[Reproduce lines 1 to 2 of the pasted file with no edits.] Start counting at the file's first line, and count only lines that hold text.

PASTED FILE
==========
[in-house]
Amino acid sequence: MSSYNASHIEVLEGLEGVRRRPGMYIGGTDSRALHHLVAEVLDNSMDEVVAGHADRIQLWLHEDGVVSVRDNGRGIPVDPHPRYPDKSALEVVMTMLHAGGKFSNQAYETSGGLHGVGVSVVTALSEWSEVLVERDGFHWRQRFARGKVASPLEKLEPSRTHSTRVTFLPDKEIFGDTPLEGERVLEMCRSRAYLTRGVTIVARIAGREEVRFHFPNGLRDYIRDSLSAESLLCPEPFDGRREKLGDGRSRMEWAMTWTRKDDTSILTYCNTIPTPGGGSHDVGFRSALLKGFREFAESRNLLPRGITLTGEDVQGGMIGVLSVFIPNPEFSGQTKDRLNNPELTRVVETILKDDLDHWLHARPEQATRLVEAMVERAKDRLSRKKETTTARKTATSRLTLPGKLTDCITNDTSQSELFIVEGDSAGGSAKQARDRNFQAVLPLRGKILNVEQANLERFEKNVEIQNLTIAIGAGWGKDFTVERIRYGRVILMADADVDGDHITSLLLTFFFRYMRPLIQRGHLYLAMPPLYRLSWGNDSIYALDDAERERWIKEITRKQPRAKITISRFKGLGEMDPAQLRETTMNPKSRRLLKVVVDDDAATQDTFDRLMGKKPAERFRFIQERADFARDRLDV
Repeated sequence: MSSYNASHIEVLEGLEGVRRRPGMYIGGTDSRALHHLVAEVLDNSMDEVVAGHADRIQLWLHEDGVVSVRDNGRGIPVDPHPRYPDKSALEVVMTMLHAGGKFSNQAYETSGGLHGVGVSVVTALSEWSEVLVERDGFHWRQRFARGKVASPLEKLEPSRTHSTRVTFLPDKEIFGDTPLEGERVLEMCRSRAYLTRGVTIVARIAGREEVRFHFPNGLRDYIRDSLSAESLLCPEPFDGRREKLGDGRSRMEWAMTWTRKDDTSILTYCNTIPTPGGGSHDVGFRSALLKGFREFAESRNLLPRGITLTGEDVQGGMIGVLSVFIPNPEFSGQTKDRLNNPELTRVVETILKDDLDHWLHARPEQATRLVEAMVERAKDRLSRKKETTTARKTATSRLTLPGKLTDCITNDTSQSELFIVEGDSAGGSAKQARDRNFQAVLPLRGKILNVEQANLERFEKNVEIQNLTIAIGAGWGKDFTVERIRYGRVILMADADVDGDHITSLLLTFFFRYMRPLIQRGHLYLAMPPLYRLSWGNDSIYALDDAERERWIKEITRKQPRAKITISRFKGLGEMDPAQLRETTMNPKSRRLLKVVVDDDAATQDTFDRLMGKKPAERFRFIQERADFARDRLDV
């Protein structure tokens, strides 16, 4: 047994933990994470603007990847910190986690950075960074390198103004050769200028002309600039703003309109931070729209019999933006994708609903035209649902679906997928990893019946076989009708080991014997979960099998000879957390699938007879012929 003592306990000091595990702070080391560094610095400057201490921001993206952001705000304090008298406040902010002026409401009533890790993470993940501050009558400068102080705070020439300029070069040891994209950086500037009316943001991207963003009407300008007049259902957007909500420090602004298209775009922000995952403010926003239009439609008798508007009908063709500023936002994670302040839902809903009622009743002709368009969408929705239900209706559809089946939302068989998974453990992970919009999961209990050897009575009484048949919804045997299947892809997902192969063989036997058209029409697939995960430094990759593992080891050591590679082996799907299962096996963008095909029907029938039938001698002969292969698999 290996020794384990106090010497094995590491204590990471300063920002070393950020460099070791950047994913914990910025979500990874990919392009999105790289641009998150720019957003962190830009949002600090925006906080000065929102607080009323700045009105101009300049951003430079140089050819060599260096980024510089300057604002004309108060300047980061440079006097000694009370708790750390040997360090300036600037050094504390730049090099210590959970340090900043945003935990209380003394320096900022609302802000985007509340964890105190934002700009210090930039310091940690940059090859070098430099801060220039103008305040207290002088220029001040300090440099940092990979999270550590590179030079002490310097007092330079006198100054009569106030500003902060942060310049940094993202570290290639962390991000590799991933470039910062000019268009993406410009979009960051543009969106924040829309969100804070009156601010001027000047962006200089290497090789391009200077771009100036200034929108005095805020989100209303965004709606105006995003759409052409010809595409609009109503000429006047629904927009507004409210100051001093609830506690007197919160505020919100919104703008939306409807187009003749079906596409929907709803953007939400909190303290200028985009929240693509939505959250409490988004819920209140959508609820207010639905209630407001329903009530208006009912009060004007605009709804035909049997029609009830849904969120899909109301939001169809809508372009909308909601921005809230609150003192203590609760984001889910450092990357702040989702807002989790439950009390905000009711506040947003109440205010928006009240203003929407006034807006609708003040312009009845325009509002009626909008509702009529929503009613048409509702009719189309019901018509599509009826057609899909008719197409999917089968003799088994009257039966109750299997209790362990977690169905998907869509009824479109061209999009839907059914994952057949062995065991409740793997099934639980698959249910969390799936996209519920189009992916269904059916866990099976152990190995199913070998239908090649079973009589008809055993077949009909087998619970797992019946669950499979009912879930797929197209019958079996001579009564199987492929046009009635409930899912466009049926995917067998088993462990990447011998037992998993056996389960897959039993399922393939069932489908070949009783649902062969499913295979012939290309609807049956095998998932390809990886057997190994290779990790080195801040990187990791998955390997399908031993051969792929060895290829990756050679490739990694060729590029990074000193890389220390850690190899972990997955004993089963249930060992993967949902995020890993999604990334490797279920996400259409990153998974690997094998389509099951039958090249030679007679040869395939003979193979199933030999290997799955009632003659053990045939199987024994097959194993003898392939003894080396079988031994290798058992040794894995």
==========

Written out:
[in-house]
Amino acid sequence: MSSYNASHIEVLEGLEGVRRRPGMYIGGTDSRALHHLVAEVLDNSMDEVVAGHADRIQLWLHEDGVVSVRDNGRGIPVDPHPRYPDKSALEVVMTMLHAGGKFSNQAYETSGGLHGVGVSVVTALSEWSEVLVERDGFHWRQRFARGKVASPLEKLEPSRTHSTRVTFLPDKEIFGDTPLEGERVLEMCRSRAYLTRGVTIVARIAGREEVRFHFPNGLRDYIRDSLSAESLLCPEPFDGRREKLGDGRSRMEWAMTWTRKDDTSILTYCNTIPTPGGGSHDVGFRSALLKGFREFAESRNLLPRGITLTGEDVQGGMIGVLSVFIPNPEFSGQTKDRLNNPELTRVVETILKDDLDHWLHARPEQATRLVEAMVERAKDRLSRKKETTTARKTATSRLTLPGKLTDCITNDTSQSELFIVEGDSAGGSAKQARDRNFQAVLPLRGKILNVEQANLERFEKNVEIQNLTIAIGAGWGKDFTVERIRYGRVILMADADVDGDHITSLLLTFFFRYMRPLIQRGHLYLAMPPLYRLSWGNDSIYALDDAERERWIKEITRKQPRAKITISRFKGLGEMDPAQLRETTMNPKSRRLLKVVVDDDAATQDTFDRLMGKKPAERFRFIQERADFARDRLDV